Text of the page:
You are herecontent / The Road Out of Iraq
The Road Out of Iraq
By Larry Beinhart
The first step in getting out of Iraq is to blame George W. Bush.
This is a serious suggestion. It is neither facetious nor partisan.
It would be wonderful if the occupation were going to lead to the creation of a stable, secular, self-sustaining democracy. But that doesn't seem to be the case. Chaos and disorder are increasing.
The best prediction is that the country is headed toward full-scale civil war. It will end with Iraq divided along ethnic and religious lines. At least one segment will have an Islamic government closely tied to Iran. Our presence seems to be making things worse. Nor has anyone suggested some alternative way of running the war that might work better.
Realistically, there is nothing to be done but to get out.
Politically, that's next to impossible.
The arguments that the Bush administration has made for staying are not terribly logical, but they are emotionally compelling. The first is the Colin L. Powell position: We broke it, now it's ours, we're responsible and can't leave until it's fixed. The second is that we have to fight until we win so as to honor those who have already died in the fight. Finally, we don't want to "cut and run." That would be unmanly and dishonorable, bad for our self-image and our image in the world.
Most Democrats are terrified of taking an anti-war position. They have been branded so effectively as weak on national security that a Republican senate candidate who got out of the draft claiming bad knees actually beat a veteran who had lost two legs and an arm to a grenade in Vietnam by calling him soft on terror.
And Mr. Bush, who used the ultimate rich kid's gambit to stay away from combat, beat an authentic war hero on similar grounds. Democrats know that if they oppose the war, the Republicans will suggest that they are practically traitors, un-American cowards who cannot be trusted to defend America - and then, for generations, they will accuse the Democrats of having "lost" Iraq.
And yet it is futile to stay in Iraq.
The solution is to rebrand the war. It's not America's war, it's not a war on terror, it has to be labeled as George Bush's war. It needs to be established in the popular mind that it's Mr. Bush's personal war, that he led us into for his own political and psychological reasons - it was not about security, not about weapons of mass destruction, not even about terrorists. That he lied to the American people and effectively conned us into following him, and that once in the war, he planned it foolishly and led it ineffectively.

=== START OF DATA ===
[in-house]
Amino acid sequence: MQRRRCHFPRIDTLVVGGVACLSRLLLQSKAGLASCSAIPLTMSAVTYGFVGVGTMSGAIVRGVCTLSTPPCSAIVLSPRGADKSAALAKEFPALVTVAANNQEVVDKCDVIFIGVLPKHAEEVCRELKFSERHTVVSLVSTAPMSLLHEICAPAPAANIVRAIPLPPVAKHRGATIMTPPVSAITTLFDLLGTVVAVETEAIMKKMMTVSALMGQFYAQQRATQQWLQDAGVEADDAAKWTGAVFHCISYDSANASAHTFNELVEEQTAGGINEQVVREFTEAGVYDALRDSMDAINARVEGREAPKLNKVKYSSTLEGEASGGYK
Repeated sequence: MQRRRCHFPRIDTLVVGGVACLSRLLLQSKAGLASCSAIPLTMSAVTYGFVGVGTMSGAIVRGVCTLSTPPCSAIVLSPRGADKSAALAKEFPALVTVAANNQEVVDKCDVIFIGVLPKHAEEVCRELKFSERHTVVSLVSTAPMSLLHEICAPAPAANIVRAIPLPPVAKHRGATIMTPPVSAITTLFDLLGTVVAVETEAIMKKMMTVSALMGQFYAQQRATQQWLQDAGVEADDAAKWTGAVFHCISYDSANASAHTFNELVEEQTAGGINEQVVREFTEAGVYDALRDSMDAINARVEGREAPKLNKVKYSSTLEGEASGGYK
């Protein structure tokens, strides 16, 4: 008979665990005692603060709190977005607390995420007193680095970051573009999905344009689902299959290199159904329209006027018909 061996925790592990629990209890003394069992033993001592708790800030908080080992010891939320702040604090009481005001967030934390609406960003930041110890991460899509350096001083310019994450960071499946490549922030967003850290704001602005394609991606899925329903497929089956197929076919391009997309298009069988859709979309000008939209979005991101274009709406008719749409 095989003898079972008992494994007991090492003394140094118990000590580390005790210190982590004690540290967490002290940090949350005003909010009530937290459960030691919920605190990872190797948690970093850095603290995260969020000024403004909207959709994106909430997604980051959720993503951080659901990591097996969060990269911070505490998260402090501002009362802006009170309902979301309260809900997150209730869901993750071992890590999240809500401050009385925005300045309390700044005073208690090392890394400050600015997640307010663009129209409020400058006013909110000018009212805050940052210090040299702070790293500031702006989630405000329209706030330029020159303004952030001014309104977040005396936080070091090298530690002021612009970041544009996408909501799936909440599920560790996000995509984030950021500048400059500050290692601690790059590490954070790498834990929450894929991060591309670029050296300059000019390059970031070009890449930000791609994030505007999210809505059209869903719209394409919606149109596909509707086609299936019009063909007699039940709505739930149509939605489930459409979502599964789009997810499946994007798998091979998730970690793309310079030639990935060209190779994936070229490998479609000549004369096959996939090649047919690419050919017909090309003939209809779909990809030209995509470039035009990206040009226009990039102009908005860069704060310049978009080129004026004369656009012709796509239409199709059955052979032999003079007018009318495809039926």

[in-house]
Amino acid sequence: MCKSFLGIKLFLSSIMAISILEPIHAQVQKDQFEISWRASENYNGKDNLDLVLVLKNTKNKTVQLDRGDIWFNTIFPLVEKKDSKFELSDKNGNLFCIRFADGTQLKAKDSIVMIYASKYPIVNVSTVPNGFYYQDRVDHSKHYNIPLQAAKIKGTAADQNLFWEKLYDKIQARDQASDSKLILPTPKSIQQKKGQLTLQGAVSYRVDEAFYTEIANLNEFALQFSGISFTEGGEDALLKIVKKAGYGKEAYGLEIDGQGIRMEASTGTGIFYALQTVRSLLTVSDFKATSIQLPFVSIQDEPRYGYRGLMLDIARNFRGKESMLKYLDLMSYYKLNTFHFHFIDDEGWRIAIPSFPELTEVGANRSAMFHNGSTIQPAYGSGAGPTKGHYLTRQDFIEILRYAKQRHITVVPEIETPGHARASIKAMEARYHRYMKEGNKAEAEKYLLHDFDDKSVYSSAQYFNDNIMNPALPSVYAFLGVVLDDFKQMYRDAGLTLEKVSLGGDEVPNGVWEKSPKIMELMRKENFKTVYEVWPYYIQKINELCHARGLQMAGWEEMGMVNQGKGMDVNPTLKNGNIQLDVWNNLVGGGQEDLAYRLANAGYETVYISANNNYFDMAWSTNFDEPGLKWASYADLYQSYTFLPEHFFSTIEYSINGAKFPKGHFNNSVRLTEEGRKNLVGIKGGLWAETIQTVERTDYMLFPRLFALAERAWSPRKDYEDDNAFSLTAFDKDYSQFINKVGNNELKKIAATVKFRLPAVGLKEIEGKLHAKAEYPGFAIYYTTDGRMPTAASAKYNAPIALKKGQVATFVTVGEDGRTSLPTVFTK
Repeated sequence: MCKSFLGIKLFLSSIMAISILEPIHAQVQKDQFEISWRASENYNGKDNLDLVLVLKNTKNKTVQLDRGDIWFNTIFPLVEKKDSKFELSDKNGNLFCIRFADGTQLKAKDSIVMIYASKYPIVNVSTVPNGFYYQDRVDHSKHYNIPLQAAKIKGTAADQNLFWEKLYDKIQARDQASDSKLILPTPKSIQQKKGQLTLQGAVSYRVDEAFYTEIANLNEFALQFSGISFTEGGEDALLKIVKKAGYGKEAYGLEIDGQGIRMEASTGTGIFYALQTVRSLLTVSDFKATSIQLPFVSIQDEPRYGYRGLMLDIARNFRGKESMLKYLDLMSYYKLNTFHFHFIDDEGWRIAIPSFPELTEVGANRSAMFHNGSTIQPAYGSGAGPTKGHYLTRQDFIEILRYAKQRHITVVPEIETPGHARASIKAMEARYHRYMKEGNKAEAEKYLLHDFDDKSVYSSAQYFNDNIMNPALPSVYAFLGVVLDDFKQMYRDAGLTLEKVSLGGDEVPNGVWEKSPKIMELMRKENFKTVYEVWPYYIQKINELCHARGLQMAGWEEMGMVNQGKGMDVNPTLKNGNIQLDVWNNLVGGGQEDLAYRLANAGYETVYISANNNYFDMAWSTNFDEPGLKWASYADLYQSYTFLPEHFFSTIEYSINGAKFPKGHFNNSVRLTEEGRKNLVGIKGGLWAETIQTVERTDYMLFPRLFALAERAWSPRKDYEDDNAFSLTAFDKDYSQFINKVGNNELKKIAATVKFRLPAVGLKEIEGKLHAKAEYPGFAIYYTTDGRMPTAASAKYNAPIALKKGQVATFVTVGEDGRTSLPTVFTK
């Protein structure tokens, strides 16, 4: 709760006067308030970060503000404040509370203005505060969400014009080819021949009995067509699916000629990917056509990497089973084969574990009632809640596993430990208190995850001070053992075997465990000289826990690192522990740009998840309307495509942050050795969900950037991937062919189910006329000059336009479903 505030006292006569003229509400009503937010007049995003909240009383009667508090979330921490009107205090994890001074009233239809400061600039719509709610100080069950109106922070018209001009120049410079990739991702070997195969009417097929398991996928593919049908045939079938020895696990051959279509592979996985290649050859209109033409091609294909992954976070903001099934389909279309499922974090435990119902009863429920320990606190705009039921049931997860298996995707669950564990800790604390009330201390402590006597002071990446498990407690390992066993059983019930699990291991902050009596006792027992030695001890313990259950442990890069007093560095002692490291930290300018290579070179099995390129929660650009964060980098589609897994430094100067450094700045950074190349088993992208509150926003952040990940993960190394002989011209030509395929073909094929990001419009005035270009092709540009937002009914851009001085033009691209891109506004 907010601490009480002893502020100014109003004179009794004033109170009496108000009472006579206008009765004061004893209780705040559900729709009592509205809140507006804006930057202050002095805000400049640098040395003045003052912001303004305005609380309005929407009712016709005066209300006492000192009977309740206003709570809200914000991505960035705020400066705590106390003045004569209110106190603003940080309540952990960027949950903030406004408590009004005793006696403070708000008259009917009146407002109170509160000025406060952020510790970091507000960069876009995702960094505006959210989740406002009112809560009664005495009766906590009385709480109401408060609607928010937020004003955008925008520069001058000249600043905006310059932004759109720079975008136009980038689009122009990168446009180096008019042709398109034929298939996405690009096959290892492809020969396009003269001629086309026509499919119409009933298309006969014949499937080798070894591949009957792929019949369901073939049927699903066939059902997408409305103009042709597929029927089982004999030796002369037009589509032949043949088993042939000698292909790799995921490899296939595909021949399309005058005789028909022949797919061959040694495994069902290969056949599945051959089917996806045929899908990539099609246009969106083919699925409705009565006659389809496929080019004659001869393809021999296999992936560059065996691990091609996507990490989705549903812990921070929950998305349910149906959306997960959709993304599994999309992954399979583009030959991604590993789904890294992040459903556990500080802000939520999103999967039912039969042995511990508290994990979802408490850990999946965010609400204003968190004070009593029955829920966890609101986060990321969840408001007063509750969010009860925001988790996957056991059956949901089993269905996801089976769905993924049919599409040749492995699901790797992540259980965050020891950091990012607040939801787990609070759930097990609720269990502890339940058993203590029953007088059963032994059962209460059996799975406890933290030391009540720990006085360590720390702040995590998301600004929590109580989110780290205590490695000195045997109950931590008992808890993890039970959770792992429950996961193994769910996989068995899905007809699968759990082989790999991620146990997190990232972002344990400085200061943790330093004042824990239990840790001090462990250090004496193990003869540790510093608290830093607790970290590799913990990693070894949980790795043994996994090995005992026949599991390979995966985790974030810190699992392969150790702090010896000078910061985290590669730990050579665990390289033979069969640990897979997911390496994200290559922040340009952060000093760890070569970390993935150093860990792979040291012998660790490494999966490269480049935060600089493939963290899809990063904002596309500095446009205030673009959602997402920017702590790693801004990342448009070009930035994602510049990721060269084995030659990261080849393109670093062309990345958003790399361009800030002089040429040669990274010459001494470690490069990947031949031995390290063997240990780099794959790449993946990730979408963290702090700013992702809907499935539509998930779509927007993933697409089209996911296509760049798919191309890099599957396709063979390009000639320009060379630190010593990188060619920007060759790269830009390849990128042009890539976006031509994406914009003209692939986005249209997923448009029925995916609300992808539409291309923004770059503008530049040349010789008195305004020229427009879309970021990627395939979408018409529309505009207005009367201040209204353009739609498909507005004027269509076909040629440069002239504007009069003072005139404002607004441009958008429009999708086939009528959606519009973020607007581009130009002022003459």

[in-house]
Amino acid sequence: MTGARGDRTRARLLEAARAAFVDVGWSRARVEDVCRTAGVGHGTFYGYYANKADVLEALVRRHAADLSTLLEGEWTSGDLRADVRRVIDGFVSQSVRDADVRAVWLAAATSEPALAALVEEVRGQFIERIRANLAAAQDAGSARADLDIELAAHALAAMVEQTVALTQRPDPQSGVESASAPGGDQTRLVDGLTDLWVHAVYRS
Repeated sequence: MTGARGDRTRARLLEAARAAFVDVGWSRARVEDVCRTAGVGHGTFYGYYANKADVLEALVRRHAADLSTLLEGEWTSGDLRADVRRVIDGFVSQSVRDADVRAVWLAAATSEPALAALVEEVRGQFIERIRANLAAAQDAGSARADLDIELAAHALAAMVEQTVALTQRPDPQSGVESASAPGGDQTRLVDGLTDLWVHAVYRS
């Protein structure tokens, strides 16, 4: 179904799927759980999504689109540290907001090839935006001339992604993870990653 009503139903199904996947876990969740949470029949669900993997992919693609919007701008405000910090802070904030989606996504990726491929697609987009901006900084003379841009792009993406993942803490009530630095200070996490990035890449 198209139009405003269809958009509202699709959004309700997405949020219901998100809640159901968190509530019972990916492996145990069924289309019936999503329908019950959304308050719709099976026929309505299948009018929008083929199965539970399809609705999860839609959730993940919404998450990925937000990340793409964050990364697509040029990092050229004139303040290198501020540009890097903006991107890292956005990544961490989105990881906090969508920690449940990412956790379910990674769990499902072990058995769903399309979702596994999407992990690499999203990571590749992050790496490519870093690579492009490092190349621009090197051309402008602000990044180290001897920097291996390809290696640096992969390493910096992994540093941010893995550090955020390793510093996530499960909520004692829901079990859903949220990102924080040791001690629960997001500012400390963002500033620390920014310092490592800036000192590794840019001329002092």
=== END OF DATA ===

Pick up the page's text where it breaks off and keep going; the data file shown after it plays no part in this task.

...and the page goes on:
Most important, George Bush has already lost the war.
If it is Mr. Bush's war, not America's, it is patriotic to end it.
If he conned us into it, then there is no dishonor in repudiating it. Indeed, it is forthright, honest and courageous to stand up and say there was a terrible mistake made, we will do all we can to correct it.
If he has already lost it, then leaving is not cutting and running, it is cleaning up someone else's mess. It's better than that. Indeed, it is the only courageous, honorable and decent choice.
There is plenty of truth in these propositions. Certainly a great deal more than in the claims that Saddam Hussein had WMD and links to 9/11. But that won't make it easy.
Still, if there is one thing we have learned from this administration, it is that the way to put over an idea-- to market a brand--is to find emotional symbols and code words and then to repeat them loudly and often. And everybody has to "stay on message." No nuances, no complexities, just the brand's special selling points, over and over again.
Senate Minority Leader Harry Reid made a great first step Tuesday. Closing the Senate was a dramatic way to launch the brand.
Republicans are reacting predictably. First they said it was rude and shocking. Then they began to point out that support for the war was widespread and anyone questioning it now is flip-flopping. Or crazy.
Mr. Reid, and anyone else who realizes we need a way out of this great bog, should not be fazed. He should respond this way: "The president waved the flag. I saluted. I never expected to be misled by the president of the United States. Sadly, that was the case. Now it is my duty to the people of this country to do what I can to correct that, at whatever risk there is to my personal career. There is no shame in being wrong. But it is shameful to be so afraid to admit a mistake that you push a wrong into being a disaster."